Pacific-slope Flycatcher Trio Orphaned After Fallen Nest

Pacific-slope Flycatchers

Pacific-slope Flycatchers are an attractive, small-sized bird that breed in forests and mountains along the West Coast. These small birds have olive-colored heads as well as yellow and brown breasts which help them blend into forests and other woodlands to hide from predators.

The diet of a Pacific-slope Flycatcher includes insects such as flies, beetles, moths and spiders which they either catch while flying or by foraging in shrubs. They will also eat berries including blackberries and elderberries. Female flycatchers build nests in trees and large shrubs to stay close to their rich food supply. They weave together moss, strips of bark, and leaves on the exterior of the nest using spiderwebs and squeeze their nests into tight spaces such as tree crevices – making their nests harder to spot by predators.

Recently, three baby flycatchers were brought to Wildlife Rescue after an onlooker noticed the fallen nest and no parents nearby. These orphaned nestlings were severely dehydrated and required immediate care. Pacific-slope Flycatchers nest with their parents for 14-15 days and are incapable of self-feeding.

Wildlife Rescue hospital staff worked hard around the clock feeding the young babies every 15 minutes from dawn to dusk to help them survive. Thankfully, these incredible birds have recovered from their initial dehydration and are now learning to recognize natural food and slowly self-feed. They will be cared for until they are old and strong enough to be released back into the wild and survive on their own.

Challenges They Face

 Thankfully, the young fledglings in our care are slowly gaining weight and learning how to flap and perch – but there are still many challenges they will face.

Loss of habitat is one problem these birds face. While flycatchers can create nests in artificial structures such as buildings, they also rely on trees for places to catch and eat bugs and create nests – so when a tree is lost, they lose both food and a nesting spot. As well, chopping down healthy trees makes soil unstable – leading to more trees potentially falling. The usage of pesticides is also harmful to these birds – not only does it eliminate their food source, but it can make them ill as well.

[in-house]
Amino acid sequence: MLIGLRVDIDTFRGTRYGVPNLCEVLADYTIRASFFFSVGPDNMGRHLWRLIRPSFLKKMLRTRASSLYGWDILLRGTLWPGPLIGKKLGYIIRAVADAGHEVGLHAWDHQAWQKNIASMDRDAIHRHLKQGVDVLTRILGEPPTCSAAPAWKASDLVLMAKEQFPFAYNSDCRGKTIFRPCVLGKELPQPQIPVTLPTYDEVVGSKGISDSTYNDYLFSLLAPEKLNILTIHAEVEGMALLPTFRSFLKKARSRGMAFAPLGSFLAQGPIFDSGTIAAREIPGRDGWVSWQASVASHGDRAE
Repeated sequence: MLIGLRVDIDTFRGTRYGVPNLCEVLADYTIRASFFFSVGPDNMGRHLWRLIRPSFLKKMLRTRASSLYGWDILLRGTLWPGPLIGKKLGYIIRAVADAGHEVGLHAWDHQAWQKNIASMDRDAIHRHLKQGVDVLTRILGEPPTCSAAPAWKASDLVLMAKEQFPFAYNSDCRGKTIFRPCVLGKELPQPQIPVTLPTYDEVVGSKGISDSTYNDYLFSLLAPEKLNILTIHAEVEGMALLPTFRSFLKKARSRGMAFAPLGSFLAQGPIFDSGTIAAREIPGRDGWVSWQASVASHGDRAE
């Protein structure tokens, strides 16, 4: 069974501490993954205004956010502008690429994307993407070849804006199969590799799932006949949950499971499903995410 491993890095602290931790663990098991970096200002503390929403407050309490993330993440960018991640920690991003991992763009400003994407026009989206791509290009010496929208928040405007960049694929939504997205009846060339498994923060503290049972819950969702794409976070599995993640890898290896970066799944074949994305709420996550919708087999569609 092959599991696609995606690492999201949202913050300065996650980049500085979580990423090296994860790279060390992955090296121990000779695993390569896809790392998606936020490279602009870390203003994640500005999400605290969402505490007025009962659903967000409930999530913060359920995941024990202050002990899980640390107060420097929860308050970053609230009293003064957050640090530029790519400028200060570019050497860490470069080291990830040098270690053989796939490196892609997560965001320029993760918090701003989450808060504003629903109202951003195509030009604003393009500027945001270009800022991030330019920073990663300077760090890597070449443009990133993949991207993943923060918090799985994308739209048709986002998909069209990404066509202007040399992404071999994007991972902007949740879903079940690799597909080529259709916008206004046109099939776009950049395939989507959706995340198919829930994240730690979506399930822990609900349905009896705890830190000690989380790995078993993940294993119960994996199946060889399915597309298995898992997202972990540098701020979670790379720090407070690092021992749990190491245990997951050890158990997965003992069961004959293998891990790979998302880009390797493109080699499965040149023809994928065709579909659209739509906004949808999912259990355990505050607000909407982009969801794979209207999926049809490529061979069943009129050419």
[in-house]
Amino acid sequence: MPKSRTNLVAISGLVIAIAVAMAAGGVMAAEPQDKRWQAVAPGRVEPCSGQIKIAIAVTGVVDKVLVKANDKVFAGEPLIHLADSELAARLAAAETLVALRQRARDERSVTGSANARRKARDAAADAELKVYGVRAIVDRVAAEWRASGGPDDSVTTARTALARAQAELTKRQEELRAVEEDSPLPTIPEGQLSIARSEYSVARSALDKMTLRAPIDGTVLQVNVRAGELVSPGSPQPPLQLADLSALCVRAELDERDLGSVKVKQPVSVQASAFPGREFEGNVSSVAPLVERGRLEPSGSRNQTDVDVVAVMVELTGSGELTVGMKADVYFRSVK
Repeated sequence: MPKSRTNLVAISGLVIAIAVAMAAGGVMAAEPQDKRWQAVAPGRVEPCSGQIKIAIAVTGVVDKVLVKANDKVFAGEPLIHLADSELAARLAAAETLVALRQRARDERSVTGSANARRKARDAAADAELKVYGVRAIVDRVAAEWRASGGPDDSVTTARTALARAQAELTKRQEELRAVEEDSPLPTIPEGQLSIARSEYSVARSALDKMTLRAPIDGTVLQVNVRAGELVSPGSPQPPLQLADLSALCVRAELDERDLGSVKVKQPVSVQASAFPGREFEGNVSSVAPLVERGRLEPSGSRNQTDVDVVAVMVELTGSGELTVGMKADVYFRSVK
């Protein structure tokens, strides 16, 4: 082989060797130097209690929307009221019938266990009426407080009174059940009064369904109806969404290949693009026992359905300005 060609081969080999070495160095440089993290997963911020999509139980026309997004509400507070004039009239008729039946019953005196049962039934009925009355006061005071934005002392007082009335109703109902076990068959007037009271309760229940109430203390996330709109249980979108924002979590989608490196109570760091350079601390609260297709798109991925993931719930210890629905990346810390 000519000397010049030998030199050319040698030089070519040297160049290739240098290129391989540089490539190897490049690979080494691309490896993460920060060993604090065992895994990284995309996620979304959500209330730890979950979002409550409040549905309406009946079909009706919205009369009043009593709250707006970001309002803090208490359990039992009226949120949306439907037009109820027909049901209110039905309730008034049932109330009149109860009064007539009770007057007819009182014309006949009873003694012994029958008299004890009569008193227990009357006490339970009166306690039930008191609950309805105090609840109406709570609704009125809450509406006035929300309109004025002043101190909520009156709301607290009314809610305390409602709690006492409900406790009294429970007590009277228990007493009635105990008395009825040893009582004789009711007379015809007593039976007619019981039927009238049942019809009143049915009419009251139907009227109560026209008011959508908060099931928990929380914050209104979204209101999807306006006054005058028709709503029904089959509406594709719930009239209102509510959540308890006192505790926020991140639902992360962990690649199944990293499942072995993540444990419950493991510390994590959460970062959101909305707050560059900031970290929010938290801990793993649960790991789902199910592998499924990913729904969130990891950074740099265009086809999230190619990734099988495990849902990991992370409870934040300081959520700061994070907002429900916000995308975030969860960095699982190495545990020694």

How Can We Help?

 Fortunately, there are many ways to help Pacific-slope Flycatchers, such as…

  • Putting decals on windows. This helps migratory birds avoid hitting windows.
  • Using natural pesticides instead of chemical ones. This way, birds that rely on insects as a food source will not be harmed by chemicals.
  • Planting native plants (ex. gooseberries, chokecherries). This provides them with fruit and insects that are on and around the plant.
  • Providing water for birds. Making shallow baths will help these birds bathe and drink on hot days – also helping them replenish their energy. Make sure the bath is cleaned regularly and filled with fresh water to avoid the spread of diseases.
  • Stopping accidents before they happen. Chopping healthy trees down disrupts soil, leading to other trees falling – which causes tragedy.

 What if I Find a Nest?

 Of course, accidents are accidents – and even though we try our best, nests fall. If you see an egg or young nestling that has fallen from their nest, gently placing them back in the nest they fell out of is a great way to help them out. The fact that you touched the egg/nestling will not harm it, nor will the parents reject it – that is just a myth!

However, if you see a nest with eggs or nestlings that have fallen, first make sure the nest fell – many birds nest in the ground (including California Quail and Killdeer). Are they in a hole that could have been dug by their mother? Are they hidden and protected? If you answered yes, then it is likely they are simply ground-nesting birds. If you’re sure that the nest fell and the eggs or nestlings are in need of help, give the mother a chance to find her nestlings by leaving the eggs and birds in a small container (such as a margarine container with holes in the bottom) with as much nesting materials you can recover and hanging your “nest” from the tree from which they fell.

Does it look like the mother is coming back? It might take some time so watch carefully for 1-2 hours. If not, there are a few things you need to do. Create a fake nest using a box (such as a shoebox) and line it with something soft, warm, and insulating – small blankets are great options. Place the birds in the box and keep the box covered, away from pets and people and keep it warm. Then, reach out to Wildlife Rescue’s Support Centre at 604-526-7275 – we will make sure these nestlings get the care they need.

What About Injured Birds?

Of course, we can all do our part to help injured birds. If you see a bird that has exposed bone or blood, bugs or insects covering it, no feathers, or a bird that is sleeping, human intervention is required. Call Wildlife Rescue’s Support Centre at 604-526-7275. To help us return your call quickly, please leave your contact information and observation. We will make sure the bird is treated with kindness and compassion.

Making simple changes such as adding decals to our windows, leaving trees alone, planting native plants, and rescuing birds in need are great ways to support this beautiful species. Donating to Wildlife Rescue is another easy way to help – we provide rehabilitation to 5,000 animals a year with unique care for every one of them. Learn more about donating here.


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